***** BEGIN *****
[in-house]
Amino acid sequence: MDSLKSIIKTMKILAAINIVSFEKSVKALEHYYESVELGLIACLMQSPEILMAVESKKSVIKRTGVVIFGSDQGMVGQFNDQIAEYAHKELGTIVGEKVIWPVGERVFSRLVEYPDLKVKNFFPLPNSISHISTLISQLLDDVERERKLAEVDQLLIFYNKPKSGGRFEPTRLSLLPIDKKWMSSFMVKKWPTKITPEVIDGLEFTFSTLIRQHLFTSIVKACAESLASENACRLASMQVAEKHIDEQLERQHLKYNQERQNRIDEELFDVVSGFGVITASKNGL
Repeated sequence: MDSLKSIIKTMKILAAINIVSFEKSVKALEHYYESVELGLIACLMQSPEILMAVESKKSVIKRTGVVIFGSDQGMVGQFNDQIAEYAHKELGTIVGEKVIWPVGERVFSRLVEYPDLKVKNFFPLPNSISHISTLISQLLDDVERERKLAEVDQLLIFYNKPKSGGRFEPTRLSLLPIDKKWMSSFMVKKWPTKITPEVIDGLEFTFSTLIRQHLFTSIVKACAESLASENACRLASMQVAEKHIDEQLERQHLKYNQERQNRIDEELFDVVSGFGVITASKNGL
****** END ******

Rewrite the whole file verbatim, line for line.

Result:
[in-house]
Amino acid sequence: MDSLKSIIKTMKILAAINIVSFEKSVKALEHYYESVELGLIACLMQSPEILMAVESKKSVIKRTGVVIFGSDQGMVGQFNDQIAEYAHKELGTIVGEKVIWPVGERVFSRLVEYPDLKVKNFFPLPNSISHISTLISQLLDDVERERKLAEVDQLLIFYNKPKSGGRFEPTRLSLLPIDKKWMSSFMVKKWPTKITPEVIDGLEFTFSTLIRQHLFTSIVKACAESLASENACRLASMQVAEKHIDEQLERQHLKYNQERQNRIDEELFDVVSGFGVITASKNGL
Repeated sequence: MDSLKSIIKTMKILAAINIVSFEKSVKALEHYYESVELGLIACLMQSPEILMAVESKKSVIKRTGVVIFGSDQGMVGQFNDQIAEYAHKELGTIVGEKVIWPVGERVFSRLVEYPDLKVKNFFPLPNSISHISTLISQLLDDVERERKLAEVDQLLIFYNKPKSGGRFEPTRLSLLPIDKKWMSSFMVKKWPTKITPEVIDGLEFTFSTLIRQHLFTSIVKACAESLASENACRLASMQVAEKHIDEQLERQHLKYNQERQNRIDEELFDVVSGFGVITASKNGL